Social Security Disability - What You Need To Know If You Are Disabled And Have Been Denied Benefits

  • Added:
    Apr 19, 2013
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The Social Security Administration denies the majority of claims for disability; it is estimated about 70% of initial claims are denied, and this 70% includes many clear cut cases. There are remedies available to people who have been unfairly denied their benefits that is available to citizens of the US under law.

This does not involve a standard courtroom scenario, but securing a lawyer to guide you through the appeal process can be the easiest way to ensure that you are taken seriously by the bureaucracy which determines who receives disability benefits and who does not.

Social Security Lawyers know the ins and outs of the federal Social Security system; as mentioned above, this is not a standard court procedure, so it is best to find an attorney who had had ample experience in this type of proceeding.

One myth which surrounds Social Security disability benefits is that you cannot work at all; this is not true. There are limits on the income you can earn and still retain your disability benefits, but there is also an expedited reinstatement process if it turns out that you are not able to sustain a full time job after all.

Having an attorney who is familiar with this system will keep you from making any missteps. The goal of the system and the attorneys who help people get their benefits are the same - to make sure those people who are disabled or partially disabled get the help they deserve.

There are different levels of disability, and it can take place in medical problems which seem subtle at first, like Carpal Tunnel Syndrome. This disease can be very harmful to anyone who does repetitive motion and can destroy a career. If you have suffered a long term injury or are suffering from a chronic disease you may qualify for SSDI.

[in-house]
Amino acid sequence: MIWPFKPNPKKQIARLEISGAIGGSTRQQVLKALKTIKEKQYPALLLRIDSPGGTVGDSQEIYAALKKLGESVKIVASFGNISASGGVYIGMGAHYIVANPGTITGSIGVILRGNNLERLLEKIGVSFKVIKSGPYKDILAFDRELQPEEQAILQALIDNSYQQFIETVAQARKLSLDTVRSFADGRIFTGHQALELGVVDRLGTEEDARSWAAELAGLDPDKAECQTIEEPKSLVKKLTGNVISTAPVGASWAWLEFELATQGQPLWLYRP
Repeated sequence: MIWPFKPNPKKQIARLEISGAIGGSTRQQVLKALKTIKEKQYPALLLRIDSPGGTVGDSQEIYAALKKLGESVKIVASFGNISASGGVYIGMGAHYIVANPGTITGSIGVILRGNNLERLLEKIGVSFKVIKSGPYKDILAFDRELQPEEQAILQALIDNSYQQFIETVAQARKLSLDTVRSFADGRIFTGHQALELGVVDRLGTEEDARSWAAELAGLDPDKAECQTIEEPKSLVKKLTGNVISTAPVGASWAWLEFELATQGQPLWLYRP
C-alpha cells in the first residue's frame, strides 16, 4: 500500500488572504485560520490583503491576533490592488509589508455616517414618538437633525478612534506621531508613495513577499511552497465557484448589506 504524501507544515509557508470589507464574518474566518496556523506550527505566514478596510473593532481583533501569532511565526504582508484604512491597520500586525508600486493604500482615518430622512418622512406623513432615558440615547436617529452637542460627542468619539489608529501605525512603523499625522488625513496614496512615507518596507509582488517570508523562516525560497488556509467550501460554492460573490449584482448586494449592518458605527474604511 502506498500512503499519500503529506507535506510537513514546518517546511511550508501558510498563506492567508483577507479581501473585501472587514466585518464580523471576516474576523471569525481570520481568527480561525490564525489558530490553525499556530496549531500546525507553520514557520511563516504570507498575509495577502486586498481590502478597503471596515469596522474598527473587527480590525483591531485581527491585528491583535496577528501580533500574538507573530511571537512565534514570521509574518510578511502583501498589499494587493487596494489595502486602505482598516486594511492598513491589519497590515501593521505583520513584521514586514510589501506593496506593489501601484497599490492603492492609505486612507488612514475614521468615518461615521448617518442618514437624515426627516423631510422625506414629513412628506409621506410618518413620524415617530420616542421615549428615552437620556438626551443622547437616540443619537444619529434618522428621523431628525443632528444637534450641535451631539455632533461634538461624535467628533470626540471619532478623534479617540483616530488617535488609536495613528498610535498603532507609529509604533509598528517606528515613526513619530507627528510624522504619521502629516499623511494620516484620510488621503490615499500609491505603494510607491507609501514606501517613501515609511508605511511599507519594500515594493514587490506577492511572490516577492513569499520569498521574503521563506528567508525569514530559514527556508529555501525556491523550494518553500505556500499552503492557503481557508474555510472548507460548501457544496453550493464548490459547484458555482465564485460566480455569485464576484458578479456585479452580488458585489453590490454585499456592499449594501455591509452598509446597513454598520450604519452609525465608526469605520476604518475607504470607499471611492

These standards do change though - right now new models are being tested that will alter the way judgments are made. The important thing for people to understand is that there will still be a remedy in the courts that oversee the disability appeals.

Social Security Attorneys study the law on an ongoing basis to make sure of the latest knowledge - when you seek counsel this is one of the questions you will want to ask them. Do some research yourself, and go to your list of attorney's with those questions.

Another question to ask is how much experience the attorney has had with the SSDI system; the court hearing is important, but procedure and a sound knowledge of the intricacies of this law, as well as the lawyer's ability to educate their client's in those same procedures and requirements is essential!

A denial by the Social Security Administration for disability benefits does not mean you are without help - in fact, once you are found to be eligible for disability you will get the benefits from the time of your first denial. Many attorneys take a percentage of this as their fee so the disabled person does not have to pay for a lawyer. Attorneys who do this receive a set percentage, and this system was set up by the lawmakers purposely to make sure those who truly needed help would have the legal aid to seek it.

 

When you are looking for Social Security Lawyers or Social Security Attorneys, you need to make sure that you are able to properly evaluate them beforehand.

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If you are disabled and have been denied SSDI, consider an attorney who specializes in this field.


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